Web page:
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Author: Garcia GE
Publication: Am Fam Physician 1996 Feb 1;53(2):565-74
Evaluation of the patient with an acute eye problem begins with documentation of the level of vision in each eye, except in the case of a splash injury. In such cases, immediate copious irrigation is of critical importance. Subconjunctival hemorrhage is common and, typically, completely benign. Herpes simplex infection is painful and can lead to extensive damage. Herpes zoster infection is usually accompanied by skin lesions and can be effectively treated with oral acyclovir or famcyclovir. In patients with Bell’s palsy, the eye must be carefully protected to prevent secondary injury. Corneal abrasions heal rapidly when antibiotics and patch protection are provided. Acute infections of the eyelids and conjunctivae usually respond well to topical antibiotics and warm compresses. Traumatic injuries require careful evaluation and, often, referral to an ophthalmologist.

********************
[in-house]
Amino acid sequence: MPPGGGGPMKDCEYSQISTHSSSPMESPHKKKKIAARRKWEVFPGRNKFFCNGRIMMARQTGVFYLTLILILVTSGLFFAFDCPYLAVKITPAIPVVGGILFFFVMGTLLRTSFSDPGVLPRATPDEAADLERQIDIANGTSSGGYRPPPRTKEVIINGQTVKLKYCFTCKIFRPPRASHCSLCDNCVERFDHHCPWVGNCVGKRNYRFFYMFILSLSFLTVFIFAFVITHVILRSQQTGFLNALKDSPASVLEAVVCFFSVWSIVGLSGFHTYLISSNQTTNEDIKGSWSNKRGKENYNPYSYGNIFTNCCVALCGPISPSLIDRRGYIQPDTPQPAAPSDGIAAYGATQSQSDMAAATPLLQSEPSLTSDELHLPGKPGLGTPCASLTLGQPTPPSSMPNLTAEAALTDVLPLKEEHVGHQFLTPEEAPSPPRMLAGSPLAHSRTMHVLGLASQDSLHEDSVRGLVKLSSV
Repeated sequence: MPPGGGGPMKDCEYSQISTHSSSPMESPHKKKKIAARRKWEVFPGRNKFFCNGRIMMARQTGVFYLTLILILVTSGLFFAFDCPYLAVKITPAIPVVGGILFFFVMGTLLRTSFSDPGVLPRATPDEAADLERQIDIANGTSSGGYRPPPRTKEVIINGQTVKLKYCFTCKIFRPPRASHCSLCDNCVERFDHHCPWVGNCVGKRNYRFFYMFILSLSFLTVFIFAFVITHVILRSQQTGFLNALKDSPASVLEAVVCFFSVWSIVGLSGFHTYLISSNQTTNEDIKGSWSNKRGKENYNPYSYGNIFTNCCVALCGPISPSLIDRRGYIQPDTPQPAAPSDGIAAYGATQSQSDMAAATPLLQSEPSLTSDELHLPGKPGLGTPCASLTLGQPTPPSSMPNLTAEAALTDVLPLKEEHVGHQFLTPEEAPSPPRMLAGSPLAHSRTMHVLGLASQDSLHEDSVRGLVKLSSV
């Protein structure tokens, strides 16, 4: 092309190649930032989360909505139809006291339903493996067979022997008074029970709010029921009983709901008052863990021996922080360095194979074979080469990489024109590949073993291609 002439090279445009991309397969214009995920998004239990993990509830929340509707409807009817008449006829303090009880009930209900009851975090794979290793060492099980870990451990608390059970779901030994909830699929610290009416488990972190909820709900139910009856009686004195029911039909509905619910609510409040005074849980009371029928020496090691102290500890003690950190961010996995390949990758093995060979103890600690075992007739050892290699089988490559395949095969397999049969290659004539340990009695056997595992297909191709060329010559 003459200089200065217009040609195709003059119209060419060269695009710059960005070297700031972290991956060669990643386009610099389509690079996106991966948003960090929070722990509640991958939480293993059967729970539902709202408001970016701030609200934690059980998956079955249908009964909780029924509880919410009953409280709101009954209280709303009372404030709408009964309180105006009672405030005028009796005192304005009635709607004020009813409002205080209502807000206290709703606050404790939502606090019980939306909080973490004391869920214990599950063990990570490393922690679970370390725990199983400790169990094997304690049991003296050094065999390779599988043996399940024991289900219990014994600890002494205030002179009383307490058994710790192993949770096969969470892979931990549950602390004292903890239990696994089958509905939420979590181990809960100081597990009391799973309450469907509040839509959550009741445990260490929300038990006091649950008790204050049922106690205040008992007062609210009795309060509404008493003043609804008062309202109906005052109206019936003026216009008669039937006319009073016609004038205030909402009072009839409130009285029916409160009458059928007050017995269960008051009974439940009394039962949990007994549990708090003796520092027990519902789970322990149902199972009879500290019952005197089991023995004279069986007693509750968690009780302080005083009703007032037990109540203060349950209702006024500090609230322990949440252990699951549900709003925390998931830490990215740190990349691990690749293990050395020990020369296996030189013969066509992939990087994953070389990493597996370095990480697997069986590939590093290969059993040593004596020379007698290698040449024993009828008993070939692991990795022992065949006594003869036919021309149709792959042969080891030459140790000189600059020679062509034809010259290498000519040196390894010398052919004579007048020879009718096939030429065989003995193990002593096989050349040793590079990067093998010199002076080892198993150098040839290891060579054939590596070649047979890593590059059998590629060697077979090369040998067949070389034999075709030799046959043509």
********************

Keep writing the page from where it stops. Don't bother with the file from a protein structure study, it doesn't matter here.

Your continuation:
Exceptional ease of use, patient tolerance and effectiveness in eye clearing compared to IV tubing/squirting, etc. Remarkably easy to train in use and frees staff to continue work while auto-irrigation occurs. Have also used personally.Physician (Virginia)
The Morgan Lens is used in 90% of hospital emergency departments in the USA and can be inserted in less than 20 seconds. There simply is no other "hands-free" method of eye irrigation. Nothing else frees medical personnel to treat other injuries or to transport the patient while irrigation is underway. Nothing is more effective at treating ocular chemical, thermal, and actinic burns or removing non-embedded foreign bodies, even when the patient's eyes are closed tightly. Its design makes it simple and straightforward to use so minimal training is required.